At Maderas Steak & Ribs, kitchen commanders craft a menu with hefty steaks forged from Kansas prime Angus beef. To sustain flavor throughout meals, in-house pastry chefs fill crumbly crusts with pie or cheesecake swirled with fresh fruit and juices.
Neon lighting grants old-timey-diner appeal to the spacious tables and cushy booths of Maderas's big, kid-friendly room, through which live music occasionally wanders on Friday and Saturday nights and whenever forks happen to clang melodically against glassware or mom's glass chewing-gum dispenser.
Growing up, summer in Chicago meant one thing to Joe: barbecue. Members of his extended family spent the season gathered around the grill, slow-smoking meats as they vied for pitmaster status. Joe draws on their perfected recipes at Ribs To Spare, which specializes in combination platters of smoked meats such as pork ribs, beef ribs, chicken, and tri-tip steak. Sides such as potato salad and collard greens complement each saucy plate, and desserts such as sweet-potato pie and peach cobbler bring meals to a rich close.
In addition to takeout, Ribs To Spare caters celebrations with personalized feasts ranging from barbecue buffets to prix fixe dinners. With his mobile smoker trailer in tow, Joe has previously organized meals for Warner Bros., Disney, and The Ellen DeGeneres Show.
At Joey's Bar-B-Q, charcoal, mesquite, and hickory woods join forces with USDA Choice meats, and 25 years of family recipes to create a menu dripping with smoky, saucy, Texas flavors. Torture taste buds on a rack of smoked baby back pork ribs, served with a choice of baked potato, yam, or charbroiled vegetable kabob ($21.95 for dinner). Or, sate the most demanding of carnivorous claws by opting for The Works––a heaping helping of ham, beef, chicken, beef ribs, pork ribs, and country-style sausage links, lacking only in its absence of bacon ($27). Those who prefer their sauce in a glass rather than on their hands can augment a 12-ounce USDA Choice filet mignon ($28.50) with one of the restaurant's many beers, many of which are procured from local breweries, or plucked straight from L.A.'s natural beer fields.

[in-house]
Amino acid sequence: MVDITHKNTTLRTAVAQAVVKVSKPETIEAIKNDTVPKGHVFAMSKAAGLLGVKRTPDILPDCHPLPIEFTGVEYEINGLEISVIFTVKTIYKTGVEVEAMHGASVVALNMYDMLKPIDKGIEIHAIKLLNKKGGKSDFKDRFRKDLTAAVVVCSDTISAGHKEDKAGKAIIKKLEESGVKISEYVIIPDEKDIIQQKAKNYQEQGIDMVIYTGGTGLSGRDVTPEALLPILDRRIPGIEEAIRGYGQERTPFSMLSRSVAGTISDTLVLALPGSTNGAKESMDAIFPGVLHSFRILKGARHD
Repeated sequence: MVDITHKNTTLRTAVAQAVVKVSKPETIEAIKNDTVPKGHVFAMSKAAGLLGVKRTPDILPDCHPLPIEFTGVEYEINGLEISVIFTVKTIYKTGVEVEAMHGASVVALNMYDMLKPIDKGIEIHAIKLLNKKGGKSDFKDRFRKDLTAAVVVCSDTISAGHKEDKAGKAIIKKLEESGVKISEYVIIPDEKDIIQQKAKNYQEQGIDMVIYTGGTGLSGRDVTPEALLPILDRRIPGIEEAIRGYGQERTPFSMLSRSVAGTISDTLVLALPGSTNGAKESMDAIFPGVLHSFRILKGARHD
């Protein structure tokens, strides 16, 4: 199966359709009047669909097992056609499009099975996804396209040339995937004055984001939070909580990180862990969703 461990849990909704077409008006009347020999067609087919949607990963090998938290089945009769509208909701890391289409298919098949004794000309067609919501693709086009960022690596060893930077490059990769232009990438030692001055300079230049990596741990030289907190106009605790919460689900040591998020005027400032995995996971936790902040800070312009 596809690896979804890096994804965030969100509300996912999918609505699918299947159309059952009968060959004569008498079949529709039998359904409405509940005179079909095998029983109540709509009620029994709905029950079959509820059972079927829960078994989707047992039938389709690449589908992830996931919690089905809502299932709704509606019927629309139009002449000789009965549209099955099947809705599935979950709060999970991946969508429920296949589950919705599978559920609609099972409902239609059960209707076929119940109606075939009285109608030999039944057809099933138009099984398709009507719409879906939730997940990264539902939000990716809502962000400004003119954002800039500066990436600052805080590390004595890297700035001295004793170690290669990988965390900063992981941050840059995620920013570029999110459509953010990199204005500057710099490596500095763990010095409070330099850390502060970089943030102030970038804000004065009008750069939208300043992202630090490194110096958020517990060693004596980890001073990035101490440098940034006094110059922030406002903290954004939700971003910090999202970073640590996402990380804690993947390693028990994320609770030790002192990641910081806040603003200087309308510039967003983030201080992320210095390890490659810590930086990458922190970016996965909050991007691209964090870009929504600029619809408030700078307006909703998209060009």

Despite their restaurant's moniker, the chefs at Johnny Rebs' Southern Roadhouse aren’t averse to local ingredients. In fact, all their produce comes from California growers. But rather than recreate Southern flavors, they prefer going straight to the source, relying on Virginian and North Carolinian farms to send country hams and Delta farms to send catfish. Said catfish simmers beneath mountains of slaw in po’ boys, one among Johnny Rebs’ many housemade Southern staples, which range from creole shrimp over cheddar grits to pulled pork slow-smoked up to 12 hours.
Though steeped in traditional Southern cooking, Johnny Rebs’ critically acclaimed culinary team puts its own twist on Southern and American staples alike. To wit: grilled cheese made with pimento and jalapeños, as well as deep-fried apple pie, which bubbles in a deep fryer stolen off a Georgia windowsill. Complemented with “suds” and “squashed grapes”—Johnny Rebs’ speak for beer and wine—feasts unfold amidst a rustic dining space made to resemble a cozy, wood-paneled home. Before the table fills up with smoked and fried meats, guests can snack from a bucket of peanuts. They're free, but any quarters diners donate in return go straight to charities such as the Granite Mountain Hotshots.
For many, a love of barbecue begins and ends at eating it. But Johnny Walker took his love a step farther by creating his own signature brand of sauces. They add an extra kick to pulled pork, rib tips, and turkey, all of which Johnny slow-smokes at J & J's BBQ & Fish alongside fellow pitmaster Joe Draper. They let diners pair their southern-style barbecue with sides such as slaw, potato salad, and hush puppies, so named for the quiet passion with which dogs eat them. The Louisiana natives also draw from the flavors of their home state to create seafood specialties that include po’ boys made with shrimp, oysters, or tilapia, as well as platters centered on fresh catches of red snapper and catfish.